Major Financial Incentives for Battery System Owners
There’s good news for solar owners: the IRS recently ruled that adding batteries to your system does qualify for the federal tax credit . There had been some disagreement on this issue, but this ruling seems to take care of that on the federal side.
But if you’re a Maryland resident, the news gets even better. The Maryland Energy Administration (MEA) recently announced a 2018 Energy Storage Tax Credit Program. The potential amount available for storage is as follows (whichever is less):
- $5,000 for a residential property;
- or$75,000 for a commercial property;
- or 30% of the total costs for installing the storage system
Throw in the 30% federal tax credit for storage, and your savings add up to as much as 60% of the parts and installation labor cost of your new battery storage system.
This is a great opportunity for both residential and commercial solar users in Maryland. But one key thing to keep in mind is that the available amount is finite: The original amount set aside for residential was $225,000.00. As of May 11, 2018, there was $184,883.20 still available for residential tax credits, and $525,000 available for commercial tax credits. This is a first come, first served opportunity, so give us a call or click here if you’d like a quote and to get in the queue as soon as possible
Make sure you know enough about storage. (And that your installer does.)
Solar systems with storage cover a fairly wide spectrum. You have solar systems with a battery backup capability that significantly engages only when the grid goes down. You have solar systems that employ a configuration that offers backup power and also operates in a “consumptive mode”at night to reduce or completely offset the need to buy power from the grid on most days. And you have fully off-grid systems that have no grid connection whatever, with the property’s entire electric system based on a battery bank and its supporting solar array and charge controlling system.
The very key point for off-grid is that your available power is totally finite, so you’d better have a good handle on your daily loads and a solar/battery system professionally designed to meet that anticipated loads number.
Like most things solar, there are new storage products hitting the market all the time. New battery technologies come and go, and consumers are faced with trying to sort out the wheat from the chaff. This is particularly hard when they are confronted with supposed “facts” from solar installation companies who, in many cases, have really limited technical understanding of how the battery chemistries work and the pros and cons of different battery systems. I know this from seeing installations and proposals from companies that are clearly using customer installations for on-the-job training.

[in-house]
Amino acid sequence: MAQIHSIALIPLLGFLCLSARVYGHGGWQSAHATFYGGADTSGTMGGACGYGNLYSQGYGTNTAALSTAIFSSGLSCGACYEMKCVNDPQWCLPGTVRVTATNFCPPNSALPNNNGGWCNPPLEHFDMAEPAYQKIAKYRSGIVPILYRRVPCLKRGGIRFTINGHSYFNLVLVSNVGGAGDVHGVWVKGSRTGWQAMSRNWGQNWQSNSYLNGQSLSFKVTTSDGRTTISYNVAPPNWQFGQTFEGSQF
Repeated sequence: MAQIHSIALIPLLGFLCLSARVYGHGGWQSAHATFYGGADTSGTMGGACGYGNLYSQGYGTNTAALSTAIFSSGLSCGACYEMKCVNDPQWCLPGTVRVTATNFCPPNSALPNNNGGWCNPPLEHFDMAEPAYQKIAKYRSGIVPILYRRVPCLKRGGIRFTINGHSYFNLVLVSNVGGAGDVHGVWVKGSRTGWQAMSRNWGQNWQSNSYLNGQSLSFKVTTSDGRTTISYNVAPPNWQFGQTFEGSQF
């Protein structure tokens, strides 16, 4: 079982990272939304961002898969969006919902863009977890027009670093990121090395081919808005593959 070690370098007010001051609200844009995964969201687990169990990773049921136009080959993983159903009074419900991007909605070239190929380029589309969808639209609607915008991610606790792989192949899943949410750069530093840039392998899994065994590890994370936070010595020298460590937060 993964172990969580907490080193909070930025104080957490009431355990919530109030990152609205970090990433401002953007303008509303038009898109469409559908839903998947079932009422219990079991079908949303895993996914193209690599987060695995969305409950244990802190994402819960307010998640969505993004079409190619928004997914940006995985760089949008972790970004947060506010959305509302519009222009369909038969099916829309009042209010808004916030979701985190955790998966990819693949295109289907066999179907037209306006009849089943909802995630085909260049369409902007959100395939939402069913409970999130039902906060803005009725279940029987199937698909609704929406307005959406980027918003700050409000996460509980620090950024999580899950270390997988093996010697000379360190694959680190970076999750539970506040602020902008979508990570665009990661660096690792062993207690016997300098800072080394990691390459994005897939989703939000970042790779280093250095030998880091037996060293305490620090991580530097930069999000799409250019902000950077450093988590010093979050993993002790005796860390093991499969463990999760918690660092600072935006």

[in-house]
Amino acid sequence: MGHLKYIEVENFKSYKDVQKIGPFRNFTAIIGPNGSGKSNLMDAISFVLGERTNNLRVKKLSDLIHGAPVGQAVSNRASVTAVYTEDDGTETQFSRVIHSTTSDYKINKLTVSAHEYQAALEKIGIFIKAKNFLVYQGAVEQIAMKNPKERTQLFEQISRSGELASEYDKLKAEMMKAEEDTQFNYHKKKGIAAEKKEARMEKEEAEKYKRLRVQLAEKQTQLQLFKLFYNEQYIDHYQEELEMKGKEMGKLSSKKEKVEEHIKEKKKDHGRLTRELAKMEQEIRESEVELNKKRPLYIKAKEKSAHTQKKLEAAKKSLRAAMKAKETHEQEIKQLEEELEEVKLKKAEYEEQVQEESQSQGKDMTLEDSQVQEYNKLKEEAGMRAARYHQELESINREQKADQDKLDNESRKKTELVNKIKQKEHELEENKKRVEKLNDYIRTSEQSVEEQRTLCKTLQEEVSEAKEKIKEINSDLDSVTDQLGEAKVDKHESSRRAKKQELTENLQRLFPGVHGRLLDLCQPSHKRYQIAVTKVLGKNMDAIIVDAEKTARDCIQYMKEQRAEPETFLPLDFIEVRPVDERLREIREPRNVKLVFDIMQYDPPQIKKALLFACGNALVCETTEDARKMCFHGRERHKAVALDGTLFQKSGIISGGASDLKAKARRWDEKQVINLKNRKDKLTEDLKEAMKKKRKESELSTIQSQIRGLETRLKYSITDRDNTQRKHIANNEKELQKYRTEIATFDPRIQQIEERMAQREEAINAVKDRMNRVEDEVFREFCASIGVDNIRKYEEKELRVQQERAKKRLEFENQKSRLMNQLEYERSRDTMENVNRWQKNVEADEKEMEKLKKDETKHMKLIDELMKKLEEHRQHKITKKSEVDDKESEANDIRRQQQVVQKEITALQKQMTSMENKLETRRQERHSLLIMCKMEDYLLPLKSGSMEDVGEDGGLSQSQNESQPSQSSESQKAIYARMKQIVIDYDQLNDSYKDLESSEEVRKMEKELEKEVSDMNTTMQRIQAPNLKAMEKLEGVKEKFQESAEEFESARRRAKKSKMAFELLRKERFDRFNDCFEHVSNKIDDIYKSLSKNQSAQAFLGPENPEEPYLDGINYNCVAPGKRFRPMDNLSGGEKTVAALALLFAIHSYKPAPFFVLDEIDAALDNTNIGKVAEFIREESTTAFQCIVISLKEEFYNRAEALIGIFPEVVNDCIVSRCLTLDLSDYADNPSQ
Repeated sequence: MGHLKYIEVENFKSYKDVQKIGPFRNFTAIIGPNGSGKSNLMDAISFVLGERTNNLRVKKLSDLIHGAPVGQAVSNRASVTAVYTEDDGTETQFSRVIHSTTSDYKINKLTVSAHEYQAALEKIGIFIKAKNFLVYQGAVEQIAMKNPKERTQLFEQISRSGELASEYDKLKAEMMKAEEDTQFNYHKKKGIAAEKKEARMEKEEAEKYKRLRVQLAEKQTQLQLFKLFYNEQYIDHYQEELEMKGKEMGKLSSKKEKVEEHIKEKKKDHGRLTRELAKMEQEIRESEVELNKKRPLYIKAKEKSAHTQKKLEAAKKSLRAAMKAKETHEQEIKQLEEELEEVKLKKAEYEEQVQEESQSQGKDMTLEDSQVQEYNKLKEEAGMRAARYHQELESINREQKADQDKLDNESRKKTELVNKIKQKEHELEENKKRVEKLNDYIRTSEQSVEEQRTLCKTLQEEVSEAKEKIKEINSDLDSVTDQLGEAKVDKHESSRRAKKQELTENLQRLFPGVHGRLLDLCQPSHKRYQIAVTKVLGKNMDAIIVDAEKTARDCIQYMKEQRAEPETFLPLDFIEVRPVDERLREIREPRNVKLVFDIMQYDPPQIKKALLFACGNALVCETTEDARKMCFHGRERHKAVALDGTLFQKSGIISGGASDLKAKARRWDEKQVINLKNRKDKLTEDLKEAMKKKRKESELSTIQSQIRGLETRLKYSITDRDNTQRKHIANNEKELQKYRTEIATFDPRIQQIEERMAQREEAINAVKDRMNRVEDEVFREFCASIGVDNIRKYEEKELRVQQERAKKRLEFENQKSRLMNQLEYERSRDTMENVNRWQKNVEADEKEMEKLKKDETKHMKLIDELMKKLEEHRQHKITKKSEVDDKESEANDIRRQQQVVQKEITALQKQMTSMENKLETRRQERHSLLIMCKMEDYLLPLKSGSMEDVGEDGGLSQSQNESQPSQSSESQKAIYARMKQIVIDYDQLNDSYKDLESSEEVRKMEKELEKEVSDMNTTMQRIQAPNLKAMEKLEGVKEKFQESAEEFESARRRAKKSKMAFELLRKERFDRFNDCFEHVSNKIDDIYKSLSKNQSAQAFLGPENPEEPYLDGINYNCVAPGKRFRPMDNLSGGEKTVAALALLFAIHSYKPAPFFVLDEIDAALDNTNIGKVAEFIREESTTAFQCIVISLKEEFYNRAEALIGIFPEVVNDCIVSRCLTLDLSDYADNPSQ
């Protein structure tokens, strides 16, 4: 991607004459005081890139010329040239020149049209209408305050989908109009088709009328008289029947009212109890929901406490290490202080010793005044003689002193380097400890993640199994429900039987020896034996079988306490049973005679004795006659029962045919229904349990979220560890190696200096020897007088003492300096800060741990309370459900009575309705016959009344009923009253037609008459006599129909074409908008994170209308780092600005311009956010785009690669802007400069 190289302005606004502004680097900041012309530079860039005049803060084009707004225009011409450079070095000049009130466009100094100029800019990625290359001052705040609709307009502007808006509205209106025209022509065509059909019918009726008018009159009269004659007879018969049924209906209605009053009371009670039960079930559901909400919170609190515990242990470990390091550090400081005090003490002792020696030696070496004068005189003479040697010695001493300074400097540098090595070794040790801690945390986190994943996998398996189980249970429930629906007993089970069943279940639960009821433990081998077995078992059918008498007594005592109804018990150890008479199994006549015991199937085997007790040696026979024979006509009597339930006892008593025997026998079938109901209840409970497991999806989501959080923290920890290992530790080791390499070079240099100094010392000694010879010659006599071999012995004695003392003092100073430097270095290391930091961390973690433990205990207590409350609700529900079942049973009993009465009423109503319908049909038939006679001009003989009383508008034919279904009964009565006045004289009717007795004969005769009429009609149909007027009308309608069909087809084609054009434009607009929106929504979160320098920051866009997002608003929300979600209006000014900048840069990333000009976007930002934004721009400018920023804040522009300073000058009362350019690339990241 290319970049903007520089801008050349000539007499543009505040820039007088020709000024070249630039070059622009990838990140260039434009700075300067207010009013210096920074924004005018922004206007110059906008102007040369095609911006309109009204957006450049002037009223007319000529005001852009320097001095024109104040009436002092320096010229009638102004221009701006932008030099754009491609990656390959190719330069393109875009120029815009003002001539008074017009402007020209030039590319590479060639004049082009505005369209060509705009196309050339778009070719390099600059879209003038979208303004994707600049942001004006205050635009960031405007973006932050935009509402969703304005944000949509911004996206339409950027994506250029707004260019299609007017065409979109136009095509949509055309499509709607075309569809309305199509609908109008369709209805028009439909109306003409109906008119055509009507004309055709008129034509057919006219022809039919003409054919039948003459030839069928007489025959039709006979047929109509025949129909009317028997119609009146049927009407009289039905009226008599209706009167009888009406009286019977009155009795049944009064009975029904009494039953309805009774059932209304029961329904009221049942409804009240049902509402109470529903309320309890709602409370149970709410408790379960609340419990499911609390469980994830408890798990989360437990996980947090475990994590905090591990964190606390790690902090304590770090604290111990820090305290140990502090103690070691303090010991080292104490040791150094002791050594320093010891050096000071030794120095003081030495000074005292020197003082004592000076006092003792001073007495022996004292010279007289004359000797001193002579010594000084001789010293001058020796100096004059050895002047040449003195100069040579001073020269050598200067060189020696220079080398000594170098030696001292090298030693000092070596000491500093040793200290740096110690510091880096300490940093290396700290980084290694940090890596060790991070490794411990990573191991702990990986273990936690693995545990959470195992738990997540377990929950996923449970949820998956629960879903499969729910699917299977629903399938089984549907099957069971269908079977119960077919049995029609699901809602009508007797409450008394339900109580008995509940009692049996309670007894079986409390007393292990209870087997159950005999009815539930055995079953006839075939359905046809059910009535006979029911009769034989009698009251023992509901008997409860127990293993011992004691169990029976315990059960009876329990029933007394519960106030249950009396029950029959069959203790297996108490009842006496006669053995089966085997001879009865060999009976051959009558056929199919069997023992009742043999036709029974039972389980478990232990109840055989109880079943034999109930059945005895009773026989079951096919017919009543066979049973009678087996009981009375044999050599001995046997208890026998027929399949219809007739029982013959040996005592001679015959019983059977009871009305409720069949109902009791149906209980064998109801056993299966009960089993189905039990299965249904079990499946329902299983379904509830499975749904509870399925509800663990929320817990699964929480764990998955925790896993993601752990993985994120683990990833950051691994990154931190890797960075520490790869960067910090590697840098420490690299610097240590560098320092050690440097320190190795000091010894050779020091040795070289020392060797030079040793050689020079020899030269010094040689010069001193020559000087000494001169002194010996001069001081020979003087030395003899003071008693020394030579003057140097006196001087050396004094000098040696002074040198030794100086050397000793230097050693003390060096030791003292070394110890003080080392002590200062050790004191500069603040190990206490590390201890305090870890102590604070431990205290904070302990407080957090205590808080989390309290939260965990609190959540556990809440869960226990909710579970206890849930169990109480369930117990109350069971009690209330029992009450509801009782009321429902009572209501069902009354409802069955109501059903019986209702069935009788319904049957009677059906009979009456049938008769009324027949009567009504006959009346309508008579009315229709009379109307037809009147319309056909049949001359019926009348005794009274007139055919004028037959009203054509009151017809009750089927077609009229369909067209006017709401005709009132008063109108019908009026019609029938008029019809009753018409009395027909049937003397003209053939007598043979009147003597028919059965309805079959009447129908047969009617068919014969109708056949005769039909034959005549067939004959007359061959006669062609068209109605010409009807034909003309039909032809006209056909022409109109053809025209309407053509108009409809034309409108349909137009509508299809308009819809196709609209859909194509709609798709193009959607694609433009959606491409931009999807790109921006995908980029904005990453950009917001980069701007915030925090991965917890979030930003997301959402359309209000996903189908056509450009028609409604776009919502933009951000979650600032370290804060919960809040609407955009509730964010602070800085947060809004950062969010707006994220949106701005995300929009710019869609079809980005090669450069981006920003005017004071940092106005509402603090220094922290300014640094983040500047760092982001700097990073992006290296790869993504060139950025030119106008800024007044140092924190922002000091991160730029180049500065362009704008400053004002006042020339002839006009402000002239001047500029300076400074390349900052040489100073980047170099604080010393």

We’ve been installing solar with battery backup and off-grid solar systems since 2009, and I believe that during those years we’ve installed more solar systems with battery banks than anyone else in the four-state region. Some of our battery systems are now 9 years old and show no obvious sign of degradation.
The only way to confirm this would be with formal load testing, but we see no reason for that until some sign of a problem.
Systems we Recommend
We currently recommend and install the following battery systems:
- Solar with Battery backup: Sealed AGM batteries from DEKA USA
- Off-Grid Solar: Sealed Gel Batteries from DEKA USA
- Consumptive Solar Systems: As long as we have net metering, a consumptive configuration on your battery system makes no sense. Yes, you can offset some loads by going to a time-of-day switchover to batteries, but you’ll have to use solar system production the next day to recharge the batteries. It’s a bit worse than a wash, because in addition to using solar system power to recharge the batteries, you’re shortening the lifecycle of your batteries.
Systems we don’t recommend
SolarEdge StorEdge system with LG batteries: This system is popular with the plug-and-play solar installation companies, but we see multiple issues with this system’s design and capability:
- Very high battery cost (compared to AGM storage)
- Very limited stored capacity (currently only 9.5 kWh useable)
- Very limited surge capability. If you have a deep well, submerged well pump (3/4 HP or more), pay attention that that factor. Well pumps don’t react well to “brown power.”
- Limited scalability (You’re restricted to the minimum and maximum solar array values that the 7600 inverter supports.) For larger arrays, you need a second inverter – which will not be part of the battery-based capability, by the way.No integrated generator connection (for long grid outages)
Note: SolarEdge recently announced a new and improved system with more storage and capacity. We’ll see.
Tesla Battery System: Has anyone ever actually received one?
Adding Batteries to Legacy Systems
Our approach for adding battery backup to a legacy system is the same as for installing a new system:
Proven technologies, proven engineering, and industry best practices followed for installation. The battery banks are AGM based batteries in metal cabinets. The batteries are protected and maintained by a fully functional AC-Coupled inverter, and the critical loads panel is designed by a professional designerin close consultation with the homeowners. (It’s their system, after all).
AC Coupling is not a perfect system, and it does require some fairly detailed planning as to the anticipated loads when the grid is down. But for legacy systems it’s the best there is at this point. We have reference installs you can talk with if you’re interested.